One day I got to the elevator and she was waiting too! And she told me she’s seriously afraid of small places and won’t get on without someone else! What are the chances?! I was embarrassed at first and wouldn’t really tell people but I opened up about it when I met her.

We conquered our fear together. 😀

I always thought of this fear as a weakness and never met anyone else that I knew of who has it this bad, my dad is like this but his never seemed as bad. Everyone I knew could get on with no problem, it seemed.

And when I met her, I was sooo happy! Lol Also, we were both very shy until getting to know someone better but we both had no problem with public speaking because it’s just something we had to do for class. We both loved meeting people we never met but were often too shy to initiate socialization first. But somehow we found each other! I haven’t seen or talked to her in many, many years. But the impact is everlasting. ❤

After that, I got more used to going in small places, elevators with people and I was mostly only panicked when I was closed in alone. I often had nightmares of being closed in or trapped somewhere alone.
I couldn’t even stand walking by elevators or being in the same building with one. This was always the only thing that scared me about hospitals. I would shake walking through narrow staircases even with people. I felt like my body was turning to jelly.

One day when I was a teenager I had to get on an elevator alone. I was in the US Constitution Center at some event and the only way to leave the building was to get on an elevator. They said I had no choice. There was no one else around and the security guard said I had to get on the elevator so I did. I went into a serious panic and I pressed my fingernails into the skin over my hip bone and just kept scratching until it bled and the doors opened. I was so scared, that was just what I did, unconsciously.

I never worked on this fear specifically but during my personal development journey, my quest to find healing, working on myself to help heal my depression and cope with tmjd “cluster headaches” without realizing it, I was conquering my fear of being closed in. With my personal development plan I teach myself and train my brain to know I can handle and conquer anything. To know I will always be free no matter what position I’m in in this life. To know life is a gift no matter what. To see positivity and opportunity in any situation no matter how dreadful. I trained my brain with meditation and quotes and music and songs and writing to stay calm and composed for the most part, in any situation no matter what, no matter how painful physically or emotionally. I still struggle with this a bit sometimes, especially with severe physical pain. I’m much better at handling deep emotional pain than very severe physical pain. A certain level of physical pain that I experience occasionally can still seem too much to bear.

It’s at a frightening level and it’s not common that people ever feel it to this extent. Not even prescription pain pills can touch it.
But I work on myself constantly and even when I’m freaking out aggressively over a tmjd cluster headache, I still keep telling myself I will survive.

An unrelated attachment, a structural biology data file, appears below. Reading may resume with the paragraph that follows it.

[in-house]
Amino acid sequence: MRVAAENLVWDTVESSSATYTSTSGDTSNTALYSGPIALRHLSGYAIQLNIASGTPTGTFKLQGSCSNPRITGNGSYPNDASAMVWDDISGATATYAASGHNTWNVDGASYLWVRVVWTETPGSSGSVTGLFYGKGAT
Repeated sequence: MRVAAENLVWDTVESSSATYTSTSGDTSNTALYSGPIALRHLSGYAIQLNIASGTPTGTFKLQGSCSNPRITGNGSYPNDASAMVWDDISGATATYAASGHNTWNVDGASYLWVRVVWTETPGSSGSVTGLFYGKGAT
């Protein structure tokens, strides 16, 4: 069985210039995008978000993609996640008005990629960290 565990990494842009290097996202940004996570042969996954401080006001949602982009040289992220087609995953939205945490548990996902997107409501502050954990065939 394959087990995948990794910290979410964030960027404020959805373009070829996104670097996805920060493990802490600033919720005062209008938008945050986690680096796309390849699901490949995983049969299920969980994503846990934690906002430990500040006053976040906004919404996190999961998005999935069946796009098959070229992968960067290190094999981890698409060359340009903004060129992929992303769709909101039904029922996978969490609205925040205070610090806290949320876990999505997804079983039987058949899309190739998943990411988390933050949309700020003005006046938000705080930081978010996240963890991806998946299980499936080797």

I was trying to heal my depression and cope with it and cope with those head attacks.

And much to my amazement this was helping me all along with my fear! My phobia(i wasn’t actually diagnosed with a phobia but it may have met the criteria, I don’t know for sure) wasn’t destroying my life because I was just able to mostly avoid small places but there were some occasions I couldn’t and had to be closed in somewhere.

Some people have a phobia where they can’t avoid the thing they fear or even if they can they can’t help but dwell on it constantly and it runs their lives. That was never me but there are occasions I embarrassed myself in public, especially as a kid, when I had to go on elevators or narrow staircases. And occasions I was extremely fearful knowing I had to go in a large building where there’s elevators. Somewhat recently I went on a job interview. I did not get the job but I had to go on an elevator by myself, they wouldn’t let me on the stairs going up, I asked, I was told no. I wanted to run out but I had the interview scheduled and I knew it wouldn’t be good to have them waiting and I never show up, years ago I would have been out the door so fast with the interview the last thing on my mind. So I reluctantly got on the elevator, alone, and while my heart started to speed a bit because of being closed in and for a few seconds I was overwhelmed in immense fear, like panic, I handled it so well. No panic. No breakdown. Just staying calm. It was so surprising. And just as much of an accomplishment as getting a job! Maybe more?
It wasn’t a happenstance. I worked to get to this point. (though unknowingly lol) I am so strong now. In so many ways.

Then leaving the building I had a choice to take the stairs or the elevator. Just a couple years ago I would have taken the stairs without a second thought. Even last year. But on the interview I made the CHIOCE to take the elevator alone to get more practice and was even more calm than the first occasion going up! What a great accomplishment for me!
It may not seem that big to some people but for someone like me, it is a tremendous thing.